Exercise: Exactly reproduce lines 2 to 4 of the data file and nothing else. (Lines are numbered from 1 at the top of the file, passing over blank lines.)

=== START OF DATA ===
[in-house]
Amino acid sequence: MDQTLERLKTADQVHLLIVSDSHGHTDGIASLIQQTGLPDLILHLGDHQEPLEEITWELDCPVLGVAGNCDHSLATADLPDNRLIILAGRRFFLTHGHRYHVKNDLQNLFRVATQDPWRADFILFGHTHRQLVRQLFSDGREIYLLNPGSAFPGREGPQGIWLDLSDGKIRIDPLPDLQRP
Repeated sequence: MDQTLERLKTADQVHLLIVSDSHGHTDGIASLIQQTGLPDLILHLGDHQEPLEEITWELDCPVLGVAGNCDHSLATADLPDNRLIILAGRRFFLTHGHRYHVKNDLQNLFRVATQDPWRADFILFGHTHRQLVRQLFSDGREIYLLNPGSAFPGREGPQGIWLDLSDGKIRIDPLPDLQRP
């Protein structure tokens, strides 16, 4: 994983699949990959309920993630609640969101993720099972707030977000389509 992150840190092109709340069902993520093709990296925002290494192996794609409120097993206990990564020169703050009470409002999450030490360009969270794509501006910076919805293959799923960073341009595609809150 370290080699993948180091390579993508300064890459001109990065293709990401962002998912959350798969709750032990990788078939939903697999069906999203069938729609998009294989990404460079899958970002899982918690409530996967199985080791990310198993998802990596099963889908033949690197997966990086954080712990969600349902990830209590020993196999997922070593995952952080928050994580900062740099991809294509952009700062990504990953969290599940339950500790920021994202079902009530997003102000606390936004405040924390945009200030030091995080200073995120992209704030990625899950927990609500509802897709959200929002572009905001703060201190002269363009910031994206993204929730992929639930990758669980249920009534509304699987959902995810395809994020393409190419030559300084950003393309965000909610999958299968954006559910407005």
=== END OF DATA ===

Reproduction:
Amino acid sequence: MDQTLERLKTADQVHLLIVSDSHGHTDGIASLIQQTGLPDLILHLGDHQEPLEEITWELDCPVLGVAGNCDHSLATADLPDNRLIILAGRRFFLTHGHRYHVKNDLQNLFRVATQDPWRADFILFGHTHRQLVRQLFSDGREIYLLNPGSAFPGREGPQGIWLDLSDGKIRIDPLPDLQRP
Repeated sequence: MDQTLERLKTADQVHLLIVSDSHGHTDGIASLIQQTGLPDLILHLGDHQEPLEEITWELDCPVLGVAGNCDHSLATADLPDNRLIILAGRRFFLTHGHRYHVKNDLQNLFRVATQDPWRADFILFGHTHRQLVRQLFSDGREIYLLNPGSAFPGREGPQGIWLDLSDGKIRIDPLPDLQRP
């Protein structure tokens, strides 16, 4: 994983699949990959309920993630609640969101993720099972707030977000389509 992150840190092109709340069902993520093709990296925002290494192996794609409120097993206990990564020169703050009470409002999450030490360009969270794509501006910076919805293959799923960073341009595609809150 370290080699993948180091390579993508300064890459001109990065293709990401962002998912959350798969709750032990990788078939939903697999069906999203069938729609998009294989990404460079899958970002899982918690409530996967199985080791990310198993998802990596099963889908033949690197997966990086954080712990969600349902990830209590020993196999997922070593995952952080928050994580900062740099991809294509952009700062990504990953969290599940339950500790920021994202079902009530997003102000606390936004405040924390945009200030030091995080200073995120992209704030990625899950927990609500509802897709959200929002572009905001703060201190002269363009910031994206993204929730992929639930990758669980249920009534509304699987959902995810395809994020393409190419030559300084950003393309965000909610999958299968954006559910407005």